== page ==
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Mar Rojo, 2016. Felt and gold leaf, 67x270 cm

Mar Rojo, 2016. Felt and gold leaf, 67x270 cm

Mapa mundi, 2016. Limoges porcelain and gold leaf, 36 cm diameter

Mapa mundi, 2016. Limoges porcelain and gold leaf, 36 cm diameter

Mapa mundi, 2016. Limoges porcelain and gold leaf, 36 cm diameter

Mapa mundi, 2016. Limoges porcelain and gold leaf, 36 cm diameter

Mar Muerto, 2016. Felt, 100x180 cm

Mar Muerto, 2016. Felt, 100x180 cm

Bahía de Hong Kong, 2016. Limoges porcelain in black, 68x162 cm

Bahía de Hong Kong, 2016. Limoges porcelain in black, 68x162 cm

Bahía de Hong Kong, 2016. Ceramic and porcelain, 68x162 cm

Bahía de Hong Kong, 2016. Limoges porcelain, 68x162 cm

C, 2016. Installation of prism and light

C, 2016. Installation of prism and light

Mar Rojo, 2016. Felt and gold leaf, 67x270 cm
Mapa mundi, 2016. Limoges porcelain and gold leaf, 36 cm diameter
Mapa mundi, 2016. Limoges porcelain and gold leaf, 36 cm diameter
Mar Muerto, 2016. Felt, 100x180 cm
Bahía de Hong Kong, 2016. Limoges porcelain in black, 68x162 cm
Bahía de Hong Kong, 2016. Ceramic and porcelain, 68x162 cm
C, 2016. Installation of prism and light
  • Participating Artists: 

    Mercedes Lara

  • Date:  09.10.2016 - 11.05.2016

After a pictorial period in which her work already reflected a clear interest in lights not in the shadows, although these will serve to focus the viewer's attention in the first, Mercedes Lara began a period we might call postpictorial where the elements involved are others where the paint seems not to be enough before the discoverer effort that aims to find the way to move her concerns to the work.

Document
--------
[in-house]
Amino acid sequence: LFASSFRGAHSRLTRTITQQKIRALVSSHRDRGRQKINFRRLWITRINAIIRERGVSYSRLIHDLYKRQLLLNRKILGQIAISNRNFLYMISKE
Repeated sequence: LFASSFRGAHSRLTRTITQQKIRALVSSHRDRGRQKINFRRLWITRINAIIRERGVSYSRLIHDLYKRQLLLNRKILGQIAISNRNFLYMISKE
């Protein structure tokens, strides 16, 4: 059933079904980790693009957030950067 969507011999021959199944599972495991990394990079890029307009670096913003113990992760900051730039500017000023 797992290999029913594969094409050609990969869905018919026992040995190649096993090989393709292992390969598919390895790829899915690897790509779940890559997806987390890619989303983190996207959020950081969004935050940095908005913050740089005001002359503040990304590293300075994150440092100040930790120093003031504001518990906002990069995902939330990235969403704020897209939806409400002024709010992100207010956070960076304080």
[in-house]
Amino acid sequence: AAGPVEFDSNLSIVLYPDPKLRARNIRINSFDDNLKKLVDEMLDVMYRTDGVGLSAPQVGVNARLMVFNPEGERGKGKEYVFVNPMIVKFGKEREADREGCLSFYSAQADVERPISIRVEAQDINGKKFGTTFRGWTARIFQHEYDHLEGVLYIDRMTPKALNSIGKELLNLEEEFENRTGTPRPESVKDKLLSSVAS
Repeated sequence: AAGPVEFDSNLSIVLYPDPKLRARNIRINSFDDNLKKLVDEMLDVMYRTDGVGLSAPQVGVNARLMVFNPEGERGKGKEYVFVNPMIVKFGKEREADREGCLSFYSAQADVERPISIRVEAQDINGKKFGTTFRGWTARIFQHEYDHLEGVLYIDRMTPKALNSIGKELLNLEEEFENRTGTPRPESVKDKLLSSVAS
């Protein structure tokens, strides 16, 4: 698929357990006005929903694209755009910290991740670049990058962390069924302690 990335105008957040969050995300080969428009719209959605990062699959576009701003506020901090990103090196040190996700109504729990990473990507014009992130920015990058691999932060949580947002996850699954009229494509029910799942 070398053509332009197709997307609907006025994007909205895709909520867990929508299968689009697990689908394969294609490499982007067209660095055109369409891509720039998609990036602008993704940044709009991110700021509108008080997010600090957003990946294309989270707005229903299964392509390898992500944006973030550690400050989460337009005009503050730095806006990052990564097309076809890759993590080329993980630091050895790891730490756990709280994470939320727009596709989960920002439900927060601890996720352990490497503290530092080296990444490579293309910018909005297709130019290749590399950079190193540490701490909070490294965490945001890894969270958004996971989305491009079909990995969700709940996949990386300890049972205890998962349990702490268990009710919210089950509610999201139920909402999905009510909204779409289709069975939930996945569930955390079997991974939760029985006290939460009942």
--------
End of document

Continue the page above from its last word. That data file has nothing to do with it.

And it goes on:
An existential concern that has occupied the eastern and western philosophical thought since ever, the time/space relation. Somehow and at some point the work of Mercedes takes us back to the myth of Plato's cave in which both factors are definitely relativized to demonstrate how we perceive things very differently depending on when and where we are. Approach that has also been present throughout the history of art, especially since the authors Pablo Picasso, Paul Cezanne and Salvador Dalí ended with the classical conception of space and time, reformulating the idea of ​​the real as stable space or time.

The space in Mercedes Lara is a recurring element, almost obsessively so; Its incessant movement makes it amazingly flexible to her eyes. Its observation, its treatment, its mere consideration will be almost unapproachable without looking upon another element, the time. Both strongly interrelated, curiously versatile, strangely mutable, and surprisingly manipulable. However, the control we can pursue over these two factors is practically null.

And that's when the light comes up, from the first moment, as the thread to weave -sometimes literally- the subtle warp with which inspiration conspires.
Extrapolated but strangely coincidental, Albert Einstein developed his theory of relativity to incorporate C as a concept that explains the constant speed of light and concluded as space and time are independent variables of matter and thus relative.

The relativity of time and space is demonstrated by C.

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